Responses to ML Commercials

4 Nov

This week I focused my research on peoples’ responses to the Miller Lite commercials that are on YouTube. Because these commercials are targeted for men, more men watched and commented on these videos than women did. The commercial that got the most positive feedback was the commercial with the two women arguing whether Miller Lite was the best because of its ‘great taste’ or because it is ‘less filling’ which ended with the girls having a catfight and ripping each others’ clothes off.  While I found this advertisement to be particularly offensive to women, the males viewing this video obviously had little-to-no issues with it. The marketers for Miller Lite are using women as sexual objects to appeal to the male population and to sexualize the Miller Lite brand. This commercial had the most views (a little over 1 million) than any other Miller Lite commercial on YouTube. Here is the link: http://www.youtube.com/watch?v=RyRvpR4XhK4&oref=http%3A%2F%2Fwww.youtube.com%2Fresults%3Fsearch_query%3Dmiller%2Blite%26aq%3Df

Miller Lite also uses women as sexual marketing strategies with the ‘Miller Lite Girls’. Although the Miller Lite Girls have nothing to do with the YouTube commercials, they still are successful for increasing sales for the Miller Lite brand. Mostly, these girls to go bars in their Miller Lite outfits, but at some events the girls are actually topless with just body paint covering their breasts.  At these events, the girls had on body paint that looked like condensation on a beer bottle.  Basically this symbolizes that these women’s bodies are just objects, just like a beer bottle is.  I find this to be very offensive to women.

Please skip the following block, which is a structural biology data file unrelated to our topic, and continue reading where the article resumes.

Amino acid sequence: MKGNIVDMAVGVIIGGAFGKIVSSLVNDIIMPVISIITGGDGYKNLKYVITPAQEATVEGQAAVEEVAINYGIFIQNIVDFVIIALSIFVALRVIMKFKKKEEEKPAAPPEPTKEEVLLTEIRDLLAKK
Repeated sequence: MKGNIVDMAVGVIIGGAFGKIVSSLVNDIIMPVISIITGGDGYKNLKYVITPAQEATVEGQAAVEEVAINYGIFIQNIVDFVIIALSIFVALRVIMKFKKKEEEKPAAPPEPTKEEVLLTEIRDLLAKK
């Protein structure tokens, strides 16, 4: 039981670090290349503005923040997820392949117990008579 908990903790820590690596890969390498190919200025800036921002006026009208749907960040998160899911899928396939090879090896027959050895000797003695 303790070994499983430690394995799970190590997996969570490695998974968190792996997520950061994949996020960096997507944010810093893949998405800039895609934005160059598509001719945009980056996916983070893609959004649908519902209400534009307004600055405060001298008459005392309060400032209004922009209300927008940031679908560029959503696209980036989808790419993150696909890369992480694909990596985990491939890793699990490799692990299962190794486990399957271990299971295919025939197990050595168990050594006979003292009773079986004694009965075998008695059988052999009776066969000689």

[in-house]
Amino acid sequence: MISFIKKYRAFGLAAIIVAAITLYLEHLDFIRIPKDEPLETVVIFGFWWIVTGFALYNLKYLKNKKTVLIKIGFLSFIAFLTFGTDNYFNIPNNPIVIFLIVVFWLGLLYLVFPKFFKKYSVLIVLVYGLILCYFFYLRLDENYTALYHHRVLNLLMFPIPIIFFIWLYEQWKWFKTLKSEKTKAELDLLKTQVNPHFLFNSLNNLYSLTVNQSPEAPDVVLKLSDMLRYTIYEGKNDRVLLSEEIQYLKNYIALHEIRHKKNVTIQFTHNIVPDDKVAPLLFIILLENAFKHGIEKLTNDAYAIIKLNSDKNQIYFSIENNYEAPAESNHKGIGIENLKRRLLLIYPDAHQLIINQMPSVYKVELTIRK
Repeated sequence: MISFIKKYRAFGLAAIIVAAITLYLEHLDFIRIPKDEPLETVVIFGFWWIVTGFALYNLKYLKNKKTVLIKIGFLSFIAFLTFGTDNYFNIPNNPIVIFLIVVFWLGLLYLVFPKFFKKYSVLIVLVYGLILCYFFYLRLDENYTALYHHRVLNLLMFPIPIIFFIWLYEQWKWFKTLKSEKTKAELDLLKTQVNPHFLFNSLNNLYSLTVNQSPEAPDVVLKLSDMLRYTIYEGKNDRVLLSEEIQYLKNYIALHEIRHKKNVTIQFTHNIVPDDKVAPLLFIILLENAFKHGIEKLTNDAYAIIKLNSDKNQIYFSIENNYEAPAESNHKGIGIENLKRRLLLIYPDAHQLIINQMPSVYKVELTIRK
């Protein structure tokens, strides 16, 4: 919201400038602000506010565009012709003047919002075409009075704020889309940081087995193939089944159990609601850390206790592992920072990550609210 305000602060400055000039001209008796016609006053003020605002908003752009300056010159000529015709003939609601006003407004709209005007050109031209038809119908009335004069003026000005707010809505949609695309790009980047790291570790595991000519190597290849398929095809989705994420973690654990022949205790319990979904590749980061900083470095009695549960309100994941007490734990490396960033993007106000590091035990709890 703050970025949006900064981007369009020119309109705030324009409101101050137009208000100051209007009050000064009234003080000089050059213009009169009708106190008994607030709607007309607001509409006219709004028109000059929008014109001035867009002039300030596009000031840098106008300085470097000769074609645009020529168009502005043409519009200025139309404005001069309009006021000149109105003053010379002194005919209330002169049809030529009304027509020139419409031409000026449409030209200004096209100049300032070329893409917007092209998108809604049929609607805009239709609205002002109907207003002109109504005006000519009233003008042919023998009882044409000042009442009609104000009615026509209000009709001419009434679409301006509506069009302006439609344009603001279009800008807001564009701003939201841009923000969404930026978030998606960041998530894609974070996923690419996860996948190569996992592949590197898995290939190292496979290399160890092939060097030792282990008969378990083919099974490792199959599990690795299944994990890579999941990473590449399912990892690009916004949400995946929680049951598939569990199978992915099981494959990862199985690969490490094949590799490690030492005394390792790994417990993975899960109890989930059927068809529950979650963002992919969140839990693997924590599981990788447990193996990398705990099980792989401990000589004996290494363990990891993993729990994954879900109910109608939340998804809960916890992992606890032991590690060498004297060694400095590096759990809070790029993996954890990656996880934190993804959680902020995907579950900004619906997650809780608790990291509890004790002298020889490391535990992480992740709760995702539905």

The wave of commercials that received the most negative feedback was the ‘Man Up’ advertisements.  These commercials featured a man in a bar with some feminine accessory who was told to “man up” from the attractive female bartender. A lot of male and female viewers expressed outrage toward these commercials. They said that these ads were demeaning and insulting for insinuating that any man wearing skinny jeans, wearing a scarf, having a carry-all etc. should stop being so feminine. The ads imply that a male is less of a man for acting or dressing like a woman in any way. This is very offensive for men in general, especially homosexual men who may dress more feminine.  These ads are destructive for men because they confirm oppressive gender norms. I am interested to hear what the markers for Miller Lite have to say about all the negative comments on these commercials.

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One Response to “Responses to ML Commercials”

  1. plgnet November 22, 2011 at 6:54 pm #

    I think it is so crazy how much attention the ‘Man Up’ advertisements received in reference to being demeaning towards men. There have been so many advertisements that put woman down and reference the inferiority that goes along with being female. This advertisement may be demeaning towards men, but it is also insulting women. The men viewing this advertisement are supposed to look at being feminine as a bad thing, once again putting the female gender down. It is so interesting to me that there became this huge uprising over such an advertisement.

    Were the comments made by both males and females? If so, did women think it was demeaning toward males or females?

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